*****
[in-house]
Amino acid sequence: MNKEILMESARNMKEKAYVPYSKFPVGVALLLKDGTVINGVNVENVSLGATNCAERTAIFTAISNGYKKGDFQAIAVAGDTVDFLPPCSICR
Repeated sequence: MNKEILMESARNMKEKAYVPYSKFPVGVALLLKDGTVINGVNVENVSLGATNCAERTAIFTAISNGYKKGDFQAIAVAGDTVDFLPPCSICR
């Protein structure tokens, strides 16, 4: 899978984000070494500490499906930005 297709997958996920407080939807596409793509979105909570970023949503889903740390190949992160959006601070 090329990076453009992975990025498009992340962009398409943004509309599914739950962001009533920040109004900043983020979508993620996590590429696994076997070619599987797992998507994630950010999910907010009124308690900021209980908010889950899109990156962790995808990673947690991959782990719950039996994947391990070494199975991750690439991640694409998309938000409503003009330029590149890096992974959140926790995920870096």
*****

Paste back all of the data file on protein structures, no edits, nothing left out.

[in-house]
Amino acid sequence: MNKEILMESARNMKEKAYVPYSKFPVGVALLLKDGTVINGVNVENVSLGATNCAERTAIFTAISNGYKKGDFQAIAVAGDTVDFLPPCSICR
Repeated sequence: MNKEILMESARNMKEKAYVPYSKFPVGVALLLKDGTVINGVNVENVSLGATNCAERTAIFTAISNGYKKGDFQAIAVAGDTVDFLPPCSICR
């Protein structure tokens, strides 16, 4: 899978984000070494500490499906930005 297709997958996920407080939807596409793509979105909570970023949503889903740390190949992160959006601070 090329990076453009992975990025498009992340962009398409943004509309599914739950962001009533920040109004900043983020979508993620996590590429696994076997070619599987797992998507994630950010999910907010009124308690900021209980908010889950899109990156962790995808990673947690991959782990719950039996994947391990070494199975991750690439991640694409998309938000409503003009330029590149890096992974959140926790995920870096």